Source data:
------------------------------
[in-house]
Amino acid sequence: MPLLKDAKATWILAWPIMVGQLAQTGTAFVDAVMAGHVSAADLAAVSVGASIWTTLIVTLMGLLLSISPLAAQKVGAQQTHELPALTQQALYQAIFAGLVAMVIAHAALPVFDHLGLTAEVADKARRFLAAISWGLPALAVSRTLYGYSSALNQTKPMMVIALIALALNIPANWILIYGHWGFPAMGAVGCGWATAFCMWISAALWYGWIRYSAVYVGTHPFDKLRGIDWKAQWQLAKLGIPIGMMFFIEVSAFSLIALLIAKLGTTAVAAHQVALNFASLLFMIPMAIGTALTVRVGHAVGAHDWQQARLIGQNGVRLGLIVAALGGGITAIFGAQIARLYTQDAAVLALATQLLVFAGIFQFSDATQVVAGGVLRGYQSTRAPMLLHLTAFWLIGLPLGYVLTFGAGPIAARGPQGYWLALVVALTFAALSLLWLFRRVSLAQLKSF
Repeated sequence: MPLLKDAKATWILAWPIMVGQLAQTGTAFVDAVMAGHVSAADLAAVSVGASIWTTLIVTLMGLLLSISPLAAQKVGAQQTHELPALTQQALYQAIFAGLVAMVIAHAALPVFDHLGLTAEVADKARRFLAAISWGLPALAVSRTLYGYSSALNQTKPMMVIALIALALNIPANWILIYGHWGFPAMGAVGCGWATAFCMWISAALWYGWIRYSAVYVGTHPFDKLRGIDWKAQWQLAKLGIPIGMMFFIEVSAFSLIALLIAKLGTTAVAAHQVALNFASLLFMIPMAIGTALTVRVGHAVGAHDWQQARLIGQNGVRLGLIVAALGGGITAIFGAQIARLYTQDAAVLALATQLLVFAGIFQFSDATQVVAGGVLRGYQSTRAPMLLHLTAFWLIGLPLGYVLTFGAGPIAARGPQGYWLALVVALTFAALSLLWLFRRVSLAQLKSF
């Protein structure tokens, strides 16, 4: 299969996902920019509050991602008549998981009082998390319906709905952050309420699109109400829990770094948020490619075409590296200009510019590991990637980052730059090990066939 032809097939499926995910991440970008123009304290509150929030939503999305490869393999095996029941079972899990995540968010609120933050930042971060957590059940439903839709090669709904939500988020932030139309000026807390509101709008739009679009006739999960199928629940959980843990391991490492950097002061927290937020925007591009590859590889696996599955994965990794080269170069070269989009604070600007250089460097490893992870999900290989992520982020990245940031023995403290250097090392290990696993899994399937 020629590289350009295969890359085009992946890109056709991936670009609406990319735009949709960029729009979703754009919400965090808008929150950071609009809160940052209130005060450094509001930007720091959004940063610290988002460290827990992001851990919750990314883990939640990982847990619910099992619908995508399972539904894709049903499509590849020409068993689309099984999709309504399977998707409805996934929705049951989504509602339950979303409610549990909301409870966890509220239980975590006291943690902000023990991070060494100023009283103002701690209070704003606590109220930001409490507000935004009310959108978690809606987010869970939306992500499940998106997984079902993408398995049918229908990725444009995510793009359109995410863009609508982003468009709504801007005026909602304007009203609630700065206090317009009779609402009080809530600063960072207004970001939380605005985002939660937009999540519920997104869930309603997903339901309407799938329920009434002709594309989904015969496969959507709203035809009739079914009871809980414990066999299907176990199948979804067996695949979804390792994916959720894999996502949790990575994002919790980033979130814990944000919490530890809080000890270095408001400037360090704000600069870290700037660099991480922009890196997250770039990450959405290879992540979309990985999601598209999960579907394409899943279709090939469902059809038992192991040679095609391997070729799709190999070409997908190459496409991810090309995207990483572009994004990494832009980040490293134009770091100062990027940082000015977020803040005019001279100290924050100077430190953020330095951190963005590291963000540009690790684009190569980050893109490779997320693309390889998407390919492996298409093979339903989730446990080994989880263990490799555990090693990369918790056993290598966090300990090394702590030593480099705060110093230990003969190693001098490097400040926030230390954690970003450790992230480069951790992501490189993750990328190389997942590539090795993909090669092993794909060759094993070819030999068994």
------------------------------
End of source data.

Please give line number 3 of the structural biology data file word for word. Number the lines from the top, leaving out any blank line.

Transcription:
Repeated sequence: MPLLKDAKATWILAWPIMVGQLAQTGTAFVDAVMAGHVSAADLAAVSVGASIWTTLIVTLMGLLLSISPLAAQKVGAQQTHELPALTQQALYQAIFAGLVAMVIAHAALPVFDHLGLTAEVADKARRFLAAISWGLPALAVSRTLYGYSSALNQTKPMMVIALIALALNIPANWILIYGHWGFPAMGAVGCGWATAFCMWISAALWYGWIRYSAVYVGTHPFDKLRGIDWKAQWQLAKLGIPIGMMFFIEVSAFSLIALLIAKLGTTAVAAHQVALNFASLLFMIPMAIGTALTVRVGHAVGAHDWQQARLIGQNGVRLGLIVAALGGGITAIFGAQIARLYTQDAAVLALATQLLVFAGIFQFSDATQVVAGGVLRGYQSTRAPMLLHLTAFWLIGLPLGYVLTFGAGPIAARGPQGYWLALVVALTFAALSLLWLFRRVSLAQLKSF